Such a “Fortress North America” strategy, as the Globe’s editors well know, will require Canada to align its foreign, military, domestic security, and trade policies still more closely with a Trump-led Washington. It will require Canada to further integrate itself in the wars the US has mounted virtually without interruption over the past quarter-century to shore up its rapidly eroding global hegemony. As it is, Canada, under Liberal and Conservative governments alike, has participated in one US-led war after another and is playing a major role in Washington’s military-strategic offensives against Russia and China.

The Globe’s call for the Trudeau Liberal government to ensure Canada is inside Trump’s “walls” policy is all the more significant given its own repeated and increasingly shrill denunciations of Trump as a demagogue and authoritarian in the run-up to this month’s election.

Like the vast majority of Canada’s ruling elite, the Globe’s editors expressed profound dismay at Trump’s election. Although Prime Minister Trudeau avoided criticizing the Republican candidate publicly, it was an open secret that the Liberals were in close contact with Hillary Clinton’s campaign and were both rooting for, and banking on, a Democratic victory.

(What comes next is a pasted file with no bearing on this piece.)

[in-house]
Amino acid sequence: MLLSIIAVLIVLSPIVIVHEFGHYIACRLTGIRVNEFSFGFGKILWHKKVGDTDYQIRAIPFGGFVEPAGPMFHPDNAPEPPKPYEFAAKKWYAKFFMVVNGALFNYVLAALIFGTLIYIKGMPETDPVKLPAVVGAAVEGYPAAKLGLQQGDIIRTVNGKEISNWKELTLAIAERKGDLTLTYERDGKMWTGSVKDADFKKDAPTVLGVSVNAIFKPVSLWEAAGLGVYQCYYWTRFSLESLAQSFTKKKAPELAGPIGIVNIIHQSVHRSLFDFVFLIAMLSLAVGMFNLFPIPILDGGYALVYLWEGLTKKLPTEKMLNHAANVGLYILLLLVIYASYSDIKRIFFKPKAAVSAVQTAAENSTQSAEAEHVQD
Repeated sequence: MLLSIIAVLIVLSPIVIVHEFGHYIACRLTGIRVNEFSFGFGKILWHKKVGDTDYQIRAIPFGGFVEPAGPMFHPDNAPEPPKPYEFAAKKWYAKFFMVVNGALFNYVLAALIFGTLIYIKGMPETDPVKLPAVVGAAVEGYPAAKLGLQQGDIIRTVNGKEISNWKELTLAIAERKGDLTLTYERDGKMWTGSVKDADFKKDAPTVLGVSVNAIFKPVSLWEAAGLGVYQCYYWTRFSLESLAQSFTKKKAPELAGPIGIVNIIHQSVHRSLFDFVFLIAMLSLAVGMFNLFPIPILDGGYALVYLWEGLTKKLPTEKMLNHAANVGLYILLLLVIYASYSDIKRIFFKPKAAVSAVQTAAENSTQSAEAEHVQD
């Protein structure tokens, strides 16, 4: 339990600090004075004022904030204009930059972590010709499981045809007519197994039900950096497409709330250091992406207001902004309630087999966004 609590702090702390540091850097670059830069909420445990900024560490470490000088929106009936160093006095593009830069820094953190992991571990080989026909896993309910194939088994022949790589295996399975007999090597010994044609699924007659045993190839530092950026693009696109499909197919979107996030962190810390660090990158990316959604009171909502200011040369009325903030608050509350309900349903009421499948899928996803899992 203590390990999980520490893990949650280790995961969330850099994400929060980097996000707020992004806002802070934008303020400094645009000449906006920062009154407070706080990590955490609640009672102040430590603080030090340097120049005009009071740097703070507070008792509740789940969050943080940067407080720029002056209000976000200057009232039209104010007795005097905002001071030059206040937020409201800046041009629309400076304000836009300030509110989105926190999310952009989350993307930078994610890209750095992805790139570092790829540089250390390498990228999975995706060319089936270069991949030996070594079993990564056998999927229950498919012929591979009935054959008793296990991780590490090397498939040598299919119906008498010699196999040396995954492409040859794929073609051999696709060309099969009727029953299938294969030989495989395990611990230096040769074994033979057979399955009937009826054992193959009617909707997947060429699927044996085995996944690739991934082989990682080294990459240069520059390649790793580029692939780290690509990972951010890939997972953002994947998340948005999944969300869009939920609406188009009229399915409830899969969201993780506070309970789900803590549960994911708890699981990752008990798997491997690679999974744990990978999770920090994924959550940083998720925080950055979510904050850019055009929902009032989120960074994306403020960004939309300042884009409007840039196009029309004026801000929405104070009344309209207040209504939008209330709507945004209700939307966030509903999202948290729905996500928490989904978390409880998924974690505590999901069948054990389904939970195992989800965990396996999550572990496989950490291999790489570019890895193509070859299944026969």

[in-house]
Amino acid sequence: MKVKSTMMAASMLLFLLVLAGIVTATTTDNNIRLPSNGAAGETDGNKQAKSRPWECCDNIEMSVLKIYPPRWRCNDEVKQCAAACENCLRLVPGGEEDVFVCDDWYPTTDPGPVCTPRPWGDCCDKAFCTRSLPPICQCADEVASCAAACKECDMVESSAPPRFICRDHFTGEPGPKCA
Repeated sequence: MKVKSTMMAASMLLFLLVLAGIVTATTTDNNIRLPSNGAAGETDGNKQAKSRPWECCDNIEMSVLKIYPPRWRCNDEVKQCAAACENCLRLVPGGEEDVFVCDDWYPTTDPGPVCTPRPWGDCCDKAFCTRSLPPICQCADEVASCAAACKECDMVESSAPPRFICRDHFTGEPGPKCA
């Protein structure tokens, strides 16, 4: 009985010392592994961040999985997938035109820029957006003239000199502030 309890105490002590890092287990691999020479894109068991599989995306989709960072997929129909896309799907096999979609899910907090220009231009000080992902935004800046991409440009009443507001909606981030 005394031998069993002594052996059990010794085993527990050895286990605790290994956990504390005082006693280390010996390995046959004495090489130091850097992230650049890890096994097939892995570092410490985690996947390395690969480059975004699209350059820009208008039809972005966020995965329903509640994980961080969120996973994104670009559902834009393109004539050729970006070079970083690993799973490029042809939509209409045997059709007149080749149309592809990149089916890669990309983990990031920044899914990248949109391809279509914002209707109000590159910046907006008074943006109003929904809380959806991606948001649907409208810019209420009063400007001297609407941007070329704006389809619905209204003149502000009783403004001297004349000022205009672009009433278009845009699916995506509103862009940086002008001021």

However, as with the Democrats in the US, who have pledged to do everything to ensure the “success” of Trump’s presidency and are now offering to cooperate with him in enacting protectionist policies, the Trudeau government responded to Trump’s election by immediately extending a friendly hand. Less than 24 hours after the election result, Canada offered to renegotiate the North American Free Trade Agreement (NAFTA), which Trump had vehemently denounced throughout his campaign.